Archive for September 26th, 2011

Stop the downward spiral

| 26/09/2011 | 13 Comments

There is only one word which adequately describes the situation Cayman is in today – FAILURE: by our leaders (elected and official), by some parents; by the government education system; by immigration policies; by our police; by our development policies and plans (none existing); by our religious organizations to deal with the festering social issues; by the business community to adequately invest in local human capital because it was easier to import foreign cheap labour, while building wealth; by all of us for not recognizing that the good ship Cayman was heading for the rocks.

Why the Caymanian people are not mad as hell and demanding the resignations of their entire leadership is unbelievable. In any other democracy there would be demands for those in charge to accept responsibility and step aside, especially now that our dear leader thinks there is a conspiracy in the works against his government; but not in Cayman. Why?

For the past 25 years respective governments have been cajoling, spoon feeding  and using the “left behinds” in our society for votes at election time, when they make them false promises, throw them a victory party and send them back to their holes of hopelessness until the next election, when they are trotted out again. This worked for several cycles, until the internet, social media and other wake-up tools became freely available and now the” left behinds” have figured out the truth and are takingmatters into their own hands.

Some time ago, some politicians stated that there was nothing which could be done to save this generation and that they would have to be written off. Well, that’s exactlywhat we did – but guess what! They didn’t go away and are back reminding us.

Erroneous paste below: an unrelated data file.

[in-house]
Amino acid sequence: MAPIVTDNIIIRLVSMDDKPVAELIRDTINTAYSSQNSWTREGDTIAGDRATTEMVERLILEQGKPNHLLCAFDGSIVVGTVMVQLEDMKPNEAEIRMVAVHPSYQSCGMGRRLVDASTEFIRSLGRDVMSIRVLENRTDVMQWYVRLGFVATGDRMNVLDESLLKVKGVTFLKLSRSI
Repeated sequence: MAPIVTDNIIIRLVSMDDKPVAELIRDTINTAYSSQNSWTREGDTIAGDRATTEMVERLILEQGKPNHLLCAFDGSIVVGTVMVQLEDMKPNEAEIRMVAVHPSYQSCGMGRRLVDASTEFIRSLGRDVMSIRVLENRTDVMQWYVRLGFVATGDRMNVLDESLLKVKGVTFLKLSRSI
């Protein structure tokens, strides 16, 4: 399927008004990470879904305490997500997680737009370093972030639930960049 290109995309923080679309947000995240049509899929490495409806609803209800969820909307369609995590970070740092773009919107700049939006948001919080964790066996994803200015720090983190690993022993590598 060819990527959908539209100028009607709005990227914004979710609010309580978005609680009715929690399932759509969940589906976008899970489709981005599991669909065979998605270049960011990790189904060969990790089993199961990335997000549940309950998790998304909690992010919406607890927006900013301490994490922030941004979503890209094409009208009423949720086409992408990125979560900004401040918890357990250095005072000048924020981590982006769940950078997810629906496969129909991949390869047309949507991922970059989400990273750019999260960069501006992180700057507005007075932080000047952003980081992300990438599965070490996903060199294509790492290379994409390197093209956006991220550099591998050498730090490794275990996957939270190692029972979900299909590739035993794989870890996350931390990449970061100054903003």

Cayman is now doing what it always does in an emergency – reacting, because it does not appear that we have plans to deal with anything – while continuing the very policies that got us into the mess in the first place. We lack the very ability to recognize the present position in order to make corrections.  And forget about anyone admitting they may have made mistakes. How sad!

For Governor Duncan and Commissioner Baines, some advice:

Please visit immediately the families of all the victims; you may learn some things. You have to step down to their levels because they cannot step up to yours. There is none or very little communications with these folks, thus another reason they feel neglected.

Declare a “National Day of mourning” during a work day. Shut this country’s business down for a day (including alcohol sales) to allow our people to focus and realize how serious this situation is and understand that this is what life will become if these issues are not resolved now.

Encourage people to take the day to get out of their comfort zone and visit family, friends and acquaintances they may not have seen in a while. (Call it ‘touch a friend day’.) Cayman needs to take a long hard look in the mirror.

Take your NSC meetings on the road. Visit the districts and build bridges and listen to the people, not insult them like the premier does at every opportunity. Come prepared to listen not to lecture. Our people feel cut off from our government, therefore no reason to try and assist as they should.

This country is no longer on the edge of the cliff. History will show that September 2011 will be the month that we fell into the abyss  and all indicators point to a continuous downward spiral. There are going to be rougher days ahead, so our people need to prepare themselves accordingly.

During the last election campaign I recall a candidate use the analogy of Cayman’s runaway development being like a moving train. The train was travelling so fast that it left some of the people behind and others kept falling off, yet the conductor (our politicians) wanted more speed. Well, those folks who were left behind simply decided to dig up a piece of the rail track, so when the train came back, it would derail. That derailment now has a name: “MURDER”.  I thought this was a simple and practical analogy, and yet so few voters seem to grasp its relevance at the time.